I don't mind the movement being leaderless at this point. Indeed, at this stage it has to be leaderless. But at some point, leaders do need to emerge, and goals/demands need to crystallize.

The system can be changed, peacefully and democratically. And in Venezuela, and indeed throughout all of Latin America, they're showing us how it can be done.

Posted by Greg on Oct. 15, 2011 @ 10:24 pm

Venezuela previously had a creaky liberal/conservative duopoly that was merely cliques of elites competing for the resources of the state just like here.

I doubt that there are progressive charismatic elements in the US military that can play Chavez' role here.

The focus of Occupy is to evict finance capital from government. That focus is not in frame for the media and thus cannot be coopted. The media therefore tries to get the movement to move into frame with "acceptable" and "reasonable" demands so that the cooptation process can begin.

Inchoate is a survival strategy here.

Posted by marcos on Oct. 16, 2011 @ 6:03 am

I agree, Marc. It's why I said that the movement had to be leaderless right now.

But in the end, anarchy isn't exactly a viable option.

It doesn't have to take the same form as Venezuela. In Bolivia that leadership came from the indigenous social movements, and was actually opposed by the military.

In Argentina, the president they elected came from outside the movement entirely. People were taking over failed businesses and running it themselves. And when the presidential election came around, they were out in the streets chanting "get rid of them all" [the politicians]. But *someone* had to win. Kirchner wasn't exactly charismatic; he was an unknown provincial governor. But he was the only one willing to tap into the popular discontent with the system as it was.

I could see something like the Argentinian model happening here. Or something different -every country needs to find it's own path. But all of these movements have something to teach us. That's where my disagreement with Tim lies. He says that the essential politics of the Occupy movement doesn't come from any of these people. No, it comes from ALL of these people. We can learn from social movements throughout Latin America who have been able to peacefully and democratically seize and hold power.

Posted by Greg on Oct. 16, 2011 @ 8:05 am

We've tried Leninism and Stalinism, Greenspan brought us a 30 year experiement in Libertarian Capitalism. We don't know how anarchy will or won't work until we give it a go as well.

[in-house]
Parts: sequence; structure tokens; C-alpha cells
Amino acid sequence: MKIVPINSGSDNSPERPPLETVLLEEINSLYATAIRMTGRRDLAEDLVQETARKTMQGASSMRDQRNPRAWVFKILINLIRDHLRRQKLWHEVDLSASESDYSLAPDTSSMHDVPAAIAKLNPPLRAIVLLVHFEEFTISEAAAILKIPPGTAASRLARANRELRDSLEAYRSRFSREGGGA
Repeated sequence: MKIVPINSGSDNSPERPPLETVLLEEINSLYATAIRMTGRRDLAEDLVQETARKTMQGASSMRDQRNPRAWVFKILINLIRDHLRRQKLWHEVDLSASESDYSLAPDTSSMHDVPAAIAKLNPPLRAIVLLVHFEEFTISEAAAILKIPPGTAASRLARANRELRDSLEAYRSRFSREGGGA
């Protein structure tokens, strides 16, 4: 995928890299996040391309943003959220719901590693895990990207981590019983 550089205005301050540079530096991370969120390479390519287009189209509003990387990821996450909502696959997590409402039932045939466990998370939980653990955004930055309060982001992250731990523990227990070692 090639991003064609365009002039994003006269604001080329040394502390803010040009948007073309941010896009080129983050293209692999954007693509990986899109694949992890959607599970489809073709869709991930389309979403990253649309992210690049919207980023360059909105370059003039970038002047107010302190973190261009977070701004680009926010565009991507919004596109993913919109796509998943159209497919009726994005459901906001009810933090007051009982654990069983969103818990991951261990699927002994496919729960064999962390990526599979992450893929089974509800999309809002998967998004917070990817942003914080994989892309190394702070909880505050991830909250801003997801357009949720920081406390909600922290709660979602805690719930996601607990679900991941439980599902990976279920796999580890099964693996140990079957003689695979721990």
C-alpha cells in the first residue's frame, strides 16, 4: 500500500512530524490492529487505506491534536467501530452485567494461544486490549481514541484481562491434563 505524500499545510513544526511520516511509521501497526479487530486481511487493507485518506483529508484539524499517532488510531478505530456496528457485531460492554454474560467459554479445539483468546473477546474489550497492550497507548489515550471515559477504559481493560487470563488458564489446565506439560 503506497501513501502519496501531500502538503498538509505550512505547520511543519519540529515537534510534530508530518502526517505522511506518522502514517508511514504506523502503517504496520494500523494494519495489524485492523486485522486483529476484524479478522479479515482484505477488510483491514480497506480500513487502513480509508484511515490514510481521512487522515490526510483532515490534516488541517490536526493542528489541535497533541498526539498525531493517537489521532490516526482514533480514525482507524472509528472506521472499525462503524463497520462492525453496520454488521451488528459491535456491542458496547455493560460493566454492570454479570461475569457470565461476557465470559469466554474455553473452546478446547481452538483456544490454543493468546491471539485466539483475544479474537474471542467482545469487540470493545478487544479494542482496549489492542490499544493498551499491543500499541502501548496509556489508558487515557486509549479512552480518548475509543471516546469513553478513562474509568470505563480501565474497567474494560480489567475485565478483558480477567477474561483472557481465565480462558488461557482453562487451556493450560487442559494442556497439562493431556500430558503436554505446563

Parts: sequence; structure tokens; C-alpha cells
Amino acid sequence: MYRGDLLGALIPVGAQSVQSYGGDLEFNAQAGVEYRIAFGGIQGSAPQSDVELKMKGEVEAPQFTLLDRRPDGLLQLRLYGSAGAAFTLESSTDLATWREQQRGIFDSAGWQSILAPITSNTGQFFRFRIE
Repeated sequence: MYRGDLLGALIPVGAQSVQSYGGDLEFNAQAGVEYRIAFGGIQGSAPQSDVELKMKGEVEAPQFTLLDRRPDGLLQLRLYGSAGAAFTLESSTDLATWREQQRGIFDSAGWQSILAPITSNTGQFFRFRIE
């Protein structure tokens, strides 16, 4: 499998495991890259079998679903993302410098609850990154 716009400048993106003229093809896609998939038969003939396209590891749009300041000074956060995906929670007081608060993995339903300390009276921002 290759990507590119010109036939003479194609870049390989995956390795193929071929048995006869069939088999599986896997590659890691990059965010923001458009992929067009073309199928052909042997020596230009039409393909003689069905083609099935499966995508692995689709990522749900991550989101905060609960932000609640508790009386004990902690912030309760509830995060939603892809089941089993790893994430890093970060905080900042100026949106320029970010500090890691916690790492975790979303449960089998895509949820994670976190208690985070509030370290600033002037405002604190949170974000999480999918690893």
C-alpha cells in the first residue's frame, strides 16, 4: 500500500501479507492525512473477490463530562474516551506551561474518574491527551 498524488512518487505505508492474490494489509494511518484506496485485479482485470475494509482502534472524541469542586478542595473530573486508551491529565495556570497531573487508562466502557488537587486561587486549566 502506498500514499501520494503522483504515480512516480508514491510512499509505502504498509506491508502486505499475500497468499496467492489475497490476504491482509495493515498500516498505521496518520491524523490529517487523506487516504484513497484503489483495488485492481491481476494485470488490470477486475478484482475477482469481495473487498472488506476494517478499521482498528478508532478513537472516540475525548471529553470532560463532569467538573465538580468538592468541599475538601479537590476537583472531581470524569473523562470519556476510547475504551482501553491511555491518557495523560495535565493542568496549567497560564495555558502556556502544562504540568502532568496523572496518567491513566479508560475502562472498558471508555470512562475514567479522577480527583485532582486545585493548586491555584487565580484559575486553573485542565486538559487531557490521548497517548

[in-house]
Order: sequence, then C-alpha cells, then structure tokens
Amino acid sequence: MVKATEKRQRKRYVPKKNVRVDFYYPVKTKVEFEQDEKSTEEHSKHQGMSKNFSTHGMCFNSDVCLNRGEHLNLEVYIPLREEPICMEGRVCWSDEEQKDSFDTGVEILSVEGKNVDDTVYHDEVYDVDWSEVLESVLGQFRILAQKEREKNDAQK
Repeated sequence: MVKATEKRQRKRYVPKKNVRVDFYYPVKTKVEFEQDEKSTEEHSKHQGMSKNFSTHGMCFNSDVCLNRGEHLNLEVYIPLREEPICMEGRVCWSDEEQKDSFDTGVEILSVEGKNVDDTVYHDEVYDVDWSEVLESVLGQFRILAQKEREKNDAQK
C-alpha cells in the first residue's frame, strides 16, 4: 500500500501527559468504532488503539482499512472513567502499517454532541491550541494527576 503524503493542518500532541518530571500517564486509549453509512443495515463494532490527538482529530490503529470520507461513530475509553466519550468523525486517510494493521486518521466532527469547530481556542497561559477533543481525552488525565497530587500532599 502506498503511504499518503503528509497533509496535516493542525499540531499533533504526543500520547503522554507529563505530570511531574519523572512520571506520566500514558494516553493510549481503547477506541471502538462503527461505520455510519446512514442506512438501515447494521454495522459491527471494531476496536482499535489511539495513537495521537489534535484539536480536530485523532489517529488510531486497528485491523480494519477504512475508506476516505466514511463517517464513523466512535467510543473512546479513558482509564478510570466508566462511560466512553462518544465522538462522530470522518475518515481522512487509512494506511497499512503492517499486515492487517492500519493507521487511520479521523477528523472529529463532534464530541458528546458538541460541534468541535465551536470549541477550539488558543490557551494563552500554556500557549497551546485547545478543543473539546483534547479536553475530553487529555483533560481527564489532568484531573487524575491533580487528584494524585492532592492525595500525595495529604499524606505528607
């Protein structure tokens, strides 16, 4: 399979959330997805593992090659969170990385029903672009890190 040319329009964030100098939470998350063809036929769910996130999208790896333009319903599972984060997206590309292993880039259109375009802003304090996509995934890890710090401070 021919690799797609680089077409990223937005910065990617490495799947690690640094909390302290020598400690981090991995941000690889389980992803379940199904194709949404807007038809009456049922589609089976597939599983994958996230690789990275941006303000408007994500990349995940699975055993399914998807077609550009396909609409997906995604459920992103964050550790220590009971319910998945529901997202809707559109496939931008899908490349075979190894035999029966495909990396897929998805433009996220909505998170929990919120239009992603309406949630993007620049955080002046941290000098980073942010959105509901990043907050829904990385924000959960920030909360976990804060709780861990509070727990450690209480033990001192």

I'd take the Bolivian example as more apt for us than Venezuela.

Why again would anyone look to Tim Redmond for political advice? The problem with SF progressives is that normal people, having racked up a serial record of failure over the past five years, would hang their heads in shame and shuffle off the stage, that is if they didn't off themselves. Not so here, where the narcissism of the professional progressive political class knows no bounds.

Posted by marcos on Oct. 16, 2011 @ 8:53 am

It is also important to understand that a successful movement toward organized structural anarchism (direct democracy) is not really a question of immediate revolution that simply overthrows the entire system all at once (such rapid complete revolution which usually leads to failure, because it triggers an immediate and vicious backlash by fearful elites, such as in the cases of the Paris Commune and the Soviet Union).

The South American examples are good ones. Instead of trying to revolt and overthrow the entire capitalist system at once, anarchists in Brazil, Argentina, Mexico, Ecuador, Bolivia, etc, have instead wisely pursued structural anarchism more organically, locally and gradually, from the ground up, and in progressively growing -competition- with the state, instead of in direct absolute challenge. And in the interesting cases of Cuba and Venezuela, the hierarchical states themselves have funded and supported localized anarchism in the form of neighborhood councils; wisely recognizing that creating such local self empowerment makes the entire country more strong, sustainable, and more likely to make sensible overall governance decisions. It is also interesting to note that Spanish anarchists, though they have at times moved too rapidly and provoked an elite backlash, have also managed to keep their movement localized, organic and gradual enough to survive, again in dynamic competition with state spheres of governance. (We should probably dedicate some study to why these Spanish and Portuguese speaking countries have done so much better with evolving local direct democracy than have the rest of us...)

As Marcos indicates, we should pursue the same model in the U.S. and establish widespread local direct democracy projects and co-ops, as well as neighborhood councils, workers councils, and affinity groups, which are governed by anarchist/consensus methods, which become progressively more interactively federated with eachother, and which thereby gradually evolve and expand to compete more and more over time with our top-down 'representative' government, so that by the end of the century, grassroots direct democracy predominates for decision making over the hierarchy, and perhaps completely replaces it.

Posted by Eric Brooks on Oct. 16, 2011 @ 10:06 am

I suspect you may find this a difficult proposition to comprehend, but 'commenting and sharing opinions' is not restricted to simply stringing a bunch of words together on paper. As sentient, somewhat evolved, beings we have a wide variety of options available to us by which we can communicate. But then I imagine you would also dismiss Woody Guthrie, Bruegel etc, as being irrelevant and having no place in social commentary.
It is interesting to note that you presume to speak for everyone else, and have not only defined what this forum is, but also what qualifies as comment or opinion.

Posted by Patrick Monk RN on Oct. 16, 2011 @ 8:33 am